TAMPA -- As the game of baseball has changed, so too have the majority of hitters.
With the Mets in 2015, Daniel Murphy became the poster child for a growing group who decided to try to lift the ball in an effort to hit more home runs, changing the approach that had gotten them to the big leagues in the first place. Murphy, baseball's king of contact, transformed right as front offices began to value power more than ever.
Now, as teams begin to realize their roster construction might skew a little too far towards all-or-nothing hitters, the man Murphy has replaced in Colorado might be happy he's stayed the same.
"Oh yeah, it's tempting," says DJ LeMahieu, one of several new additions to the Yankees infield. "Absolutely. And I work on it, it's something I work on. But at the same time, it's what makes me a good hitter. And for me to change and try to be someone I'm not, that makes me a worse player."
LeMahieu arrived in New York this offseason on a two-year, $24 million deal to little fanfare. He wasn't the mashing infielder fans were hoping Brian Cashman would sign. Instead, he was the polar opposite -- a career-contact hitter who had made a living getting on base for a team which leaned heavily on fly balls in their high-altitude stadium.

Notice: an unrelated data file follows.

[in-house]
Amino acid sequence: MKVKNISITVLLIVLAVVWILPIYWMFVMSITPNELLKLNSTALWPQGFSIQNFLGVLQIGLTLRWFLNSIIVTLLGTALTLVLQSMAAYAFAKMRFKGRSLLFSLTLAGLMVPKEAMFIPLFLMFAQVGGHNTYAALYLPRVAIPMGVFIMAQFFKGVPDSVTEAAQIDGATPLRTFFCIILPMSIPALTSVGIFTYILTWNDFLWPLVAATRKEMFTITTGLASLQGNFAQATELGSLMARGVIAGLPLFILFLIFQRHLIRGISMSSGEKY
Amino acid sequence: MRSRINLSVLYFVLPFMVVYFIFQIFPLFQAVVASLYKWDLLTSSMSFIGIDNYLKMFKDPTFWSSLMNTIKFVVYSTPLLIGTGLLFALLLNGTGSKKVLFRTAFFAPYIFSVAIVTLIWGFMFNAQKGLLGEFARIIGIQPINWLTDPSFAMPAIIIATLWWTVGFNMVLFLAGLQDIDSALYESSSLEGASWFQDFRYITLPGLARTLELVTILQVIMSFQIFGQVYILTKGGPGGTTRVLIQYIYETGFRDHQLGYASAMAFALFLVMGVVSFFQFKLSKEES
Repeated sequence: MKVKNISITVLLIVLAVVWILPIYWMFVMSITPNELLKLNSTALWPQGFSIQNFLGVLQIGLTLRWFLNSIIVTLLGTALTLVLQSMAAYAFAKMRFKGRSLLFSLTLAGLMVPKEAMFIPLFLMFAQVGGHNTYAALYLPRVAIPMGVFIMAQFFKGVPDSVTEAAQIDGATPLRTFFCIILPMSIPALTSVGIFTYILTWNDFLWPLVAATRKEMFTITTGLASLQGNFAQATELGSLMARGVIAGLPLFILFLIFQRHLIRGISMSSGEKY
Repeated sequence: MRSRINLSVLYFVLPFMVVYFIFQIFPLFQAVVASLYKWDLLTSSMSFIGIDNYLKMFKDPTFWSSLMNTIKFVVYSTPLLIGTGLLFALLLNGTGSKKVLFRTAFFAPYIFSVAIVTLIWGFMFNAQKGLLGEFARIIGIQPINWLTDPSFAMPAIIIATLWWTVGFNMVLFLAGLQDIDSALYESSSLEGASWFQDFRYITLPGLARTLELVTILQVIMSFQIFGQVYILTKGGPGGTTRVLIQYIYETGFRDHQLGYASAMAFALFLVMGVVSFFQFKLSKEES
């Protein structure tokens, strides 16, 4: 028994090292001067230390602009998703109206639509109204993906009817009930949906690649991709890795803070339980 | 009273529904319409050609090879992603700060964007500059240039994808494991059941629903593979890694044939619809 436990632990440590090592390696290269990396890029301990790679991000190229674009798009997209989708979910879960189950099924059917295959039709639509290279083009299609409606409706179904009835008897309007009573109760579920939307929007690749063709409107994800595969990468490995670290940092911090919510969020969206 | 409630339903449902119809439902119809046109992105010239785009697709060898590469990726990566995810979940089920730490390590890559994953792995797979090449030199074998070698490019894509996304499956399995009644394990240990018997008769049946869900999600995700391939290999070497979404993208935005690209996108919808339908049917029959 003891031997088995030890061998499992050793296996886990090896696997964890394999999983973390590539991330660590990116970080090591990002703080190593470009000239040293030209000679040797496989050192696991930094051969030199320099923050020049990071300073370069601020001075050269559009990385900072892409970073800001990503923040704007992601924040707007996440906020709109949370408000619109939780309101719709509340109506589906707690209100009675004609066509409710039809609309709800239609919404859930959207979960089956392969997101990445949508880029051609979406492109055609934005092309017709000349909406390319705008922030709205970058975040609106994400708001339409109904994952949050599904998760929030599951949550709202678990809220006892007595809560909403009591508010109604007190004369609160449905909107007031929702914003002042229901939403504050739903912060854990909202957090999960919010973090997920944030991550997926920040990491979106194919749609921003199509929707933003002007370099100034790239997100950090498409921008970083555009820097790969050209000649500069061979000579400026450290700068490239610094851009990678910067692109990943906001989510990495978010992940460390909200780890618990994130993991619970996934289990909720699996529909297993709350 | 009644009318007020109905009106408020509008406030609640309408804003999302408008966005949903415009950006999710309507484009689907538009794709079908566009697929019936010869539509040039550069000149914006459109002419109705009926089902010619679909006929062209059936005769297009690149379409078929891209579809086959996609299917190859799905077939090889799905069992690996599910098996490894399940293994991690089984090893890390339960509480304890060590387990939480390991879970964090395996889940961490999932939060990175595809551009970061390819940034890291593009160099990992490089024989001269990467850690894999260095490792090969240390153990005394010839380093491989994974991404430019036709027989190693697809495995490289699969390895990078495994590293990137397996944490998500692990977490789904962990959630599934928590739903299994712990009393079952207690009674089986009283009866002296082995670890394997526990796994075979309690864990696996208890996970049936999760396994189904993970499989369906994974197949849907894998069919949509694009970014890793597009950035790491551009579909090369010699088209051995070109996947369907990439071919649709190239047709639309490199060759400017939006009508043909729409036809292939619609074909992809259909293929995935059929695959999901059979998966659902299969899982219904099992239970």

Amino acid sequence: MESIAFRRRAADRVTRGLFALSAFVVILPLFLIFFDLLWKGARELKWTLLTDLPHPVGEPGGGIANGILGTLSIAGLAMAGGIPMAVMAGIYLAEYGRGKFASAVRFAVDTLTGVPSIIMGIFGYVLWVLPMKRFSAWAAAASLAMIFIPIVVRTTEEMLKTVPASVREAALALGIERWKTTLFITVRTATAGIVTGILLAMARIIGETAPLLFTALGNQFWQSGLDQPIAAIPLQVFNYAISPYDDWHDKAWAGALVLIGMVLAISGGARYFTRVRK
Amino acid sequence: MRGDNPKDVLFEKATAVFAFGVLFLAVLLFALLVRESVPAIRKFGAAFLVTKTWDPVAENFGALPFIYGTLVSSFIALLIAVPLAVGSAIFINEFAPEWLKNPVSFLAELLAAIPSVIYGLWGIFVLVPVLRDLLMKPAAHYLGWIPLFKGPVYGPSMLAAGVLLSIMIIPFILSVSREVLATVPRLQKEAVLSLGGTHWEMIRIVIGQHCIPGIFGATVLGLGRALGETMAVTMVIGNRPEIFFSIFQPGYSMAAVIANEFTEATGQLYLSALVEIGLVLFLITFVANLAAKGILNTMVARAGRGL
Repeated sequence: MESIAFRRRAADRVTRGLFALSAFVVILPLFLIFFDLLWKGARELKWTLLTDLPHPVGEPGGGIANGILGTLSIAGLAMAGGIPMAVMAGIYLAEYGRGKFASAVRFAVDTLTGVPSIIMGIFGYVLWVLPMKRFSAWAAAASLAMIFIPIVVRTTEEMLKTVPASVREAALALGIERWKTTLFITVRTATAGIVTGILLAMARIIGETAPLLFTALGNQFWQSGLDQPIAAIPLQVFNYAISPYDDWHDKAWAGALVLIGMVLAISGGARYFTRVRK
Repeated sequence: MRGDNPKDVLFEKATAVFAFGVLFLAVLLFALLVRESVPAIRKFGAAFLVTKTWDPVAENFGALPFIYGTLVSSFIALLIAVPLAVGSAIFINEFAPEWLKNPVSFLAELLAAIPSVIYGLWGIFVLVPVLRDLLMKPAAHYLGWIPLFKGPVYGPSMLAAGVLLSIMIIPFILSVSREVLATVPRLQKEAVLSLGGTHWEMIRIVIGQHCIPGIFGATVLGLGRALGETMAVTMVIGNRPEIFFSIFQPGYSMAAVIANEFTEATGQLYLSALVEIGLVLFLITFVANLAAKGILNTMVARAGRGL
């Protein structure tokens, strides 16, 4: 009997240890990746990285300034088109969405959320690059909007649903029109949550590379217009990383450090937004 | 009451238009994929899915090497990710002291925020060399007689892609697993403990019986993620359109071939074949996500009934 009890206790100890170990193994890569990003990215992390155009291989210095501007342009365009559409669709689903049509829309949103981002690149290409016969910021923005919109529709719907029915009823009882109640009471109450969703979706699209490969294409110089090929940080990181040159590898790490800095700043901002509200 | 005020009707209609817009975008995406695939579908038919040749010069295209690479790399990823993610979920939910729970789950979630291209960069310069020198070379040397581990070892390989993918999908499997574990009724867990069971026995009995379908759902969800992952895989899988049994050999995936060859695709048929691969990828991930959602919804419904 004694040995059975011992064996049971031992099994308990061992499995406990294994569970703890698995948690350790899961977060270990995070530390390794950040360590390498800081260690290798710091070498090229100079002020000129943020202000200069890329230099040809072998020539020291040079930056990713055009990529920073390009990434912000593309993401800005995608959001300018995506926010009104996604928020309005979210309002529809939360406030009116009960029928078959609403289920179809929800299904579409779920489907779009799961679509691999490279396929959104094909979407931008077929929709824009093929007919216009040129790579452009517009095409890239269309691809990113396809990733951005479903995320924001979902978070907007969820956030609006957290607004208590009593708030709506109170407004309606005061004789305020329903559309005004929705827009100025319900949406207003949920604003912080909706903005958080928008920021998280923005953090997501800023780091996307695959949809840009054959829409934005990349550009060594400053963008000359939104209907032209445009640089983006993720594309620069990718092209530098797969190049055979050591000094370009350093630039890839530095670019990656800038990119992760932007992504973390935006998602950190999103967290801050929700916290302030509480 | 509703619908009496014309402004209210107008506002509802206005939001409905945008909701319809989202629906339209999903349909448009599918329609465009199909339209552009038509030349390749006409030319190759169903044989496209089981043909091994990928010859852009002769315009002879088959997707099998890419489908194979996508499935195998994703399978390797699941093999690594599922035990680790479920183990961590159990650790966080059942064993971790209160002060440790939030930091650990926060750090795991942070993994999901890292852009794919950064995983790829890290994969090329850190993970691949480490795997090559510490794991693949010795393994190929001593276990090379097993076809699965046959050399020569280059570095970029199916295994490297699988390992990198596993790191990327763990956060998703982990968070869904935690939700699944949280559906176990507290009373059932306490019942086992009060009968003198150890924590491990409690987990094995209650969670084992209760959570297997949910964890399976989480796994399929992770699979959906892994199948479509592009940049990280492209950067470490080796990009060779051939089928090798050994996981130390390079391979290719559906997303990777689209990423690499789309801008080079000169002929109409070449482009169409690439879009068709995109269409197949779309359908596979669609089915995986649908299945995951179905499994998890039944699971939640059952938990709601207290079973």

To the Yankees, that might be invaluable.
"I think there's real value in having the ability to put the ball in play, especially nowadays with matchups and pitchers we run out there who are designed to miss your bat," manager Aaron Boone says. "He does give us a little bit of a different, unique look."
No, LeMahieu isn't as good as Manny Machado. But at $12 million annually, to a team which employs low-contact boppers like Giancarlo Stanton and Aaron Judge, LeMahieu may be needed to help put an end to a downward trend in run creation.
In 2016, the Yankees ranked fourth in the majors in contact rate at 79.8 percent. In 2017, their hitters made contact with 76.2 percent of pitches they swung at, good for 21st. Last season, they ranked 24th at 75.7 percent. The same tale can be told about their production with men on base. Their batting averaged dipped from .266, to .263, to .251.
LeMahieu will enter his first season with the Yankees a career .305 hitter with runners on, and a mainstay at the top of the contact hitting leaderboard who boasts a 87.2 percent mark. He will have the opportunity to provide diversity to a team that has relied heavily on home runs for the past decade.
"You need to have a balance there a little bit," Lemahieu says. "You can't just go all contact and then you're down three runs and that's a huge hill to climb. At the same time, with a lot of homers comes the strikeouts. So every once in a while you need those games for guys to get on base."
The Yankees may not have added one of the big bats available this winter, but they did add a different one to diversify their lineup. Though the headlines have gone to Troy Tulowitzki, who will open as the starter at shortstop after Didi Gregorius' injury, Lemahieu's approach at the plate could warrant some more playing time.
Perhaps there won't be as many solo home runs this year.